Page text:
North Dakota May Have Dodged a Bullet Because the Way Florida Is Using Its “Red Flag Law” Sure Looks Like Mass Confiscation

State Rep. Karla Rose Hanson, D-Fargo, promotes her "red flag" bill while police chiefs and Senate Majority Leader Rich Wardner, R-Dickinson, listen at the state Capitol Tuesday, Jan. 15, 2019. Forum News Service file photo

When I interviewed Rep. Hanson about her proposed bill last year, she gave the strong impression that this process was designed to be used in extraordinary circumstances. She stressed that orders to remove guns would be sought in emergencies.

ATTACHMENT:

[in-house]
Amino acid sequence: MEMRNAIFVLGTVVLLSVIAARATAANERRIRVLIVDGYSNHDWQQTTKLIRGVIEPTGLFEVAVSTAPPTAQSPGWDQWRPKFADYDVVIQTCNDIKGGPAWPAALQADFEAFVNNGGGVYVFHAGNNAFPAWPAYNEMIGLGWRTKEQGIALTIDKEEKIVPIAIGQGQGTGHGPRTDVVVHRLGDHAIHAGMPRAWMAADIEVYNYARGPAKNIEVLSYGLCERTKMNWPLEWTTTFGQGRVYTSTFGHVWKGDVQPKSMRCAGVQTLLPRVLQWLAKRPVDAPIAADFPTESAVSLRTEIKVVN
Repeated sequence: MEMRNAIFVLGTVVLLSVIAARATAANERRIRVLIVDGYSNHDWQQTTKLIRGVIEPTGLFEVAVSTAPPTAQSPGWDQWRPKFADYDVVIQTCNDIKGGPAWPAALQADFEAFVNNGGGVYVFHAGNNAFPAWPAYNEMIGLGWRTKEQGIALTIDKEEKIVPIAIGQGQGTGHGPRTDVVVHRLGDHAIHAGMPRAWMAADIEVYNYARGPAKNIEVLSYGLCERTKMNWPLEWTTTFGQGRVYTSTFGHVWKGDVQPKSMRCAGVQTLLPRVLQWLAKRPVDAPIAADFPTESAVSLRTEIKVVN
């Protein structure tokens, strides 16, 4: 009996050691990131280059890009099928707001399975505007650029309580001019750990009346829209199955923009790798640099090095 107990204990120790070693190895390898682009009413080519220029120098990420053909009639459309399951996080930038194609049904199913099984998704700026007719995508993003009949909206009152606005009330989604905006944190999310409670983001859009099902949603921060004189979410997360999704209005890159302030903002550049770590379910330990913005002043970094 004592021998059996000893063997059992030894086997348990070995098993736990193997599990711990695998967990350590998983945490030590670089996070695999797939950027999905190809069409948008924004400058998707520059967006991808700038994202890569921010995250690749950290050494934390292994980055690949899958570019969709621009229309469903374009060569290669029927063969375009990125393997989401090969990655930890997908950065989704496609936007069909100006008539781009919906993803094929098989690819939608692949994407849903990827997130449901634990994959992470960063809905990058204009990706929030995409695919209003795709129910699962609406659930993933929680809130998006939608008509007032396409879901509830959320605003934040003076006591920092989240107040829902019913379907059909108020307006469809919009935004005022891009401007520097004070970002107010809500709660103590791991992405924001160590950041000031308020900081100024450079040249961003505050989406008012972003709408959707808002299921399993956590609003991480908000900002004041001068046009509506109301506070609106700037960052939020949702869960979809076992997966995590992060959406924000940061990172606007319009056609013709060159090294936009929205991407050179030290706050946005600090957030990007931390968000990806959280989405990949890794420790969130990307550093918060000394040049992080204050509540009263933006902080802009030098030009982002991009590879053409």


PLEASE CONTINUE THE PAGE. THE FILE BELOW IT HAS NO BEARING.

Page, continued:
Yet that doesn’t seem to be what’s happening in Florida. “The law, supported by legislators of both parties, has been applied more than 3,500 times,” the AP reports, noting that the pace at which the law is used is “accelerating.”

The AP analyzed county-by-county order rates and found that in one part of the state, one citizen in 850 had their guns removed.

PolitiFact found the law was being used about five times a day.

Does that sound like a tool being used by law enforcement in only extraordinary circumstances?

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Rob Port is the editor of SayAnythingBlog.com, a columnist for the Forum News Service, and host of the Plain Talk Podcast which you can subscribe to by clicking here.

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